Last weekend, I found myself craving my favorite comfort foods, so I had to indulge. In Texas, we have at least another month or so of the hot heat, but that doesn’t stop my taste buds from wanting slow cooked soups, chilis, and stews, roasted meats, and other pots of deliciousness. My body knows we’re approaching the fall season.
In my first few years living in Texas, I would get tremendously homesick in September. The seasons are so distinct in Chicago and fall was my favorite. There really isn’t a fall season in Austin, Texas. December and January are more like fall to me. My body knows fall starts close to September.
August has been a stressful and busy month. Cooking my favorite foods is a way to sooth myself. Two of my favorite vegan soups are recipes from the vegan cleanse I do at least once a year: Fennel Lentil and Coconut Ginger Zoodles (I modified the recipe into a soup).
I even got the idea to cook a Haitian soup, or Bouillon, my mom used to make when I was growing up. It’s basically a beef soup with lots of vegetables including lots of watercress. I initially thought I would make it last weekend, but I spent that time gathering the ingredients from different stores. I’m still in need of a few more items.
I’ve only made this Haitian soup once since I’ve been living in Texas. I remembered that I found Malanga at one grocery store in Austin….Fiesta. Malanga is like a potato with a gummy texture….my favorite part of the soup followed by the broth and watercress. I was disappointed by the Malanga selection, but I still picked up a few. I had intended to pick up the watercress from the same store, but they looked more pitiful than the Malanga. I made a trip to Central Market to pick up the watercress.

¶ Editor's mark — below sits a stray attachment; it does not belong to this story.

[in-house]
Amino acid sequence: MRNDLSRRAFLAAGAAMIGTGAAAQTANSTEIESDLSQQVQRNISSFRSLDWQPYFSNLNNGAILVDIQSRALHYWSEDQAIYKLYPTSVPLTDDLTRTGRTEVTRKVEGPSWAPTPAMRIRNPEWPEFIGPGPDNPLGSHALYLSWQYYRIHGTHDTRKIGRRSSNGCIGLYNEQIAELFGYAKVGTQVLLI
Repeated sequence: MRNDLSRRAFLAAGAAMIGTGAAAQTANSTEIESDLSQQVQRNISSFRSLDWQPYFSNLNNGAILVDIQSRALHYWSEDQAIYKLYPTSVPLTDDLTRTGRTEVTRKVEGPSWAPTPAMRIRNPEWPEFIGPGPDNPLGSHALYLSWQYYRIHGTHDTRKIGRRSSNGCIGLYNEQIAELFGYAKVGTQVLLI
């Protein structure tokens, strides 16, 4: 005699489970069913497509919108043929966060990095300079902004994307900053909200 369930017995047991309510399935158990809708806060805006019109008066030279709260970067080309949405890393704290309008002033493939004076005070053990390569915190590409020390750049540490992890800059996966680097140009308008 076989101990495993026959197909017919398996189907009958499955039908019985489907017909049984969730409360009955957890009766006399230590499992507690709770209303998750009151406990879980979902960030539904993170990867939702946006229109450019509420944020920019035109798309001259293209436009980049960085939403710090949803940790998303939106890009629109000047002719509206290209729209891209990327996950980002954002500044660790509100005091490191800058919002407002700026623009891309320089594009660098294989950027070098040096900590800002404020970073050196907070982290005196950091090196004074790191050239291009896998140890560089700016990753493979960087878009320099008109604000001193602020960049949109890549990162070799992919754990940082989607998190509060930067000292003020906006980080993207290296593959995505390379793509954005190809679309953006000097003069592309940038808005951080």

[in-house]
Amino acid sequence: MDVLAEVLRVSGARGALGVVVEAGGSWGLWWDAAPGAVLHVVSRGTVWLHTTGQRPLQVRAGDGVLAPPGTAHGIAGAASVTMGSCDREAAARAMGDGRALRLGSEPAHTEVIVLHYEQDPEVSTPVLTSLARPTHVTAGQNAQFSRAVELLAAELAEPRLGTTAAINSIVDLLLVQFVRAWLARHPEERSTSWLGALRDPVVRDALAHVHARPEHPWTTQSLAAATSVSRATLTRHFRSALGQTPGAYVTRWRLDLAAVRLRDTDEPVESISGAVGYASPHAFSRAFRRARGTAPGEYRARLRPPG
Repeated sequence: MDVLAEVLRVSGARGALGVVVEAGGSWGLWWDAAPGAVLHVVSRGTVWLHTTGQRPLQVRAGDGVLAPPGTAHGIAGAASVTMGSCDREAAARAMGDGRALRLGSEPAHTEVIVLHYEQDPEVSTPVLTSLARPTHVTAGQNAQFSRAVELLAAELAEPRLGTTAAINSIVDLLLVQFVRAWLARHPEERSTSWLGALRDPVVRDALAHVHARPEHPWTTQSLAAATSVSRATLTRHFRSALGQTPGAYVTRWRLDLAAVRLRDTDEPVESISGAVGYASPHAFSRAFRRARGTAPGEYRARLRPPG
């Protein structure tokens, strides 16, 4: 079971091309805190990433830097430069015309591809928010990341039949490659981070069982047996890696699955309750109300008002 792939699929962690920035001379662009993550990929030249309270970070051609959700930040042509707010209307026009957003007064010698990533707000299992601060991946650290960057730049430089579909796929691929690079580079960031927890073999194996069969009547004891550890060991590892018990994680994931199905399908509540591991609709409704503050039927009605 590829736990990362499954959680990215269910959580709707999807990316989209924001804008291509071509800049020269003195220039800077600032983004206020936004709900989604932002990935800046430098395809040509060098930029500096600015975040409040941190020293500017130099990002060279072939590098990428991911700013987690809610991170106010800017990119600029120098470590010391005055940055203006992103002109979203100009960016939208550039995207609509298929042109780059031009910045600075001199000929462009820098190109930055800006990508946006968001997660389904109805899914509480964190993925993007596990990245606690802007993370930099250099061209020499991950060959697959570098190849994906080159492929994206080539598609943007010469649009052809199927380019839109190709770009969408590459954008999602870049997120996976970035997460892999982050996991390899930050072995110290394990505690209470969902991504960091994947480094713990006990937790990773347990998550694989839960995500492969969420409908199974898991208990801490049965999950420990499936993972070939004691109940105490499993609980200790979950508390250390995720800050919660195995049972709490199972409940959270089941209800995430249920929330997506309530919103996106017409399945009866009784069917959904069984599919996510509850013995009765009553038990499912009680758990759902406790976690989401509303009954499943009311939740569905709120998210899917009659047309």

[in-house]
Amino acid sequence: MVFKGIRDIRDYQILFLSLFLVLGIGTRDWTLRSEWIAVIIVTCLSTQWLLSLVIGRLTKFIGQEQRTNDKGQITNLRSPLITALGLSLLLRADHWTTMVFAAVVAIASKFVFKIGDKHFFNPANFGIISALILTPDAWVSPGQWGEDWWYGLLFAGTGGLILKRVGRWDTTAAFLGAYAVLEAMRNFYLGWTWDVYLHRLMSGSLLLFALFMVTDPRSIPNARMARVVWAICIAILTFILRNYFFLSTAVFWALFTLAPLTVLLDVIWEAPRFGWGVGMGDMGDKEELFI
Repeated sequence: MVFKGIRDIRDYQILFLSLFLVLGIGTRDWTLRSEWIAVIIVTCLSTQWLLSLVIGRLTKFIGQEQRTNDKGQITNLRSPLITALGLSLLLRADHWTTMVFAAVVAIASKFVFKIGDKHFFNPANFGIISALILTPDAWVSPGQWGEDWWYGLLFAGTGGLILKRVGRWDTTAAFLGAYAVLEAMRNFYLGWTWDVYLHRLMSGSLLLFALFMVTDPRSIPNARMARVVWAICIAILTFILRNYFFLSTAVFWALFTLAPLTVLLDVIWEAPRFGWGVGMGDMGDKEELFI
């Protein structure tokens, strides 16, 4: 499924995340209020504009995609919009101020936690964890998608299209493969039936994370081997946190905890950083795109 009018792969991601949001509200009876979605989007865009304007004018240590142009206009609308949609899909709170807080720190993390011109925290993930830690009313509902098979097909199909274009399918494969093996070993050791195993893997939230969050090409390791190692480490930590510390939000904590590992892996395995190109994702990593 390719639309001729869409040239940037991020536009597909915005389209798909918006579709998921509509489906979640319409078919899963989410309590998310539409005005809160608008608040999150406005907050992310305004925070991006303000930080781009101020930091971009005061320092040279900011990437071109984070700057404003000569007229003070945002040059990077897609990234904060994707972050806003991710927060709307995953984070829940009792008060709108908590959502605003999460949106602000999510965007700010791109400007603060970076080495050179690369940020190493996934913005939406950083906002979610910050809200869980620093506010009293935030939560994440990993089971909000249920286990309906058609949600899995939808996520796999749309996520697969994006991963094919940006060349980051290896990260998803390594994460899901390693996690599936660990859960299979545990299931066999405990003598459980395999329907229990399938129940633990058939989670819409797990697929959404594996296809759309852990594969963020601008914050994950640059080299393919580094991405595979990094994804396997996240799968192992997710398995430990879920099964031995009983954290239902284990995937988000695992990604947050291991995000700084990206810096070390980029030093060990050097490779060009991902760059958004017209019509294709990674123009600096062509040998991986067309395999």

I learned early on from my mom the importance of marinating meats. The foundation of a delicious dish is a well seasoned protein. In Cajun and Creole cuisine, there is a trio of flavor called “mirepoix”, which is celery, onion, and bell peppers. I do enjoy that combination, but I believe the “mirepoix” of Haitian cooking is parsley, green onions, and garlic. I make a marinade often that includes, parsley, green onions, garlic, a pepper of some kind (jalepeno, hatch green chili), olive oil, fresh lemon juice, apple cider vinegar, and salt and pepper. I made a large batch enough to marinade my chuck roast and cornish hens. By Sunday, I decided I’d make the Bouillon the upcoming weekend since I’d gone through so much trouble and still didn’t have all the ingredients. I still need to buy potatoes, plantains, and carrots. On Monday, I eventually put the chuck roast in the freezer.
The cornish hens with rice and beans (not pictured) were delicious although I was disappointed I was the only one who ate Sunday dinner. My two teenagers had eaten fast food earlier and I don’t remember my husband’s excuse. However, he made up for it the following days because he did what he said he would do, “Since you made it, I’ll eat it!”
I enjoy cooking and eating delicious and healthy food. It makes me happy. I also find cooking stress relieving.
I can’t wait to let you know how the Bouillon comes out. I took the marinated chuck out of the freezer to dethaw. I’m looking forward to my Saturday dinner!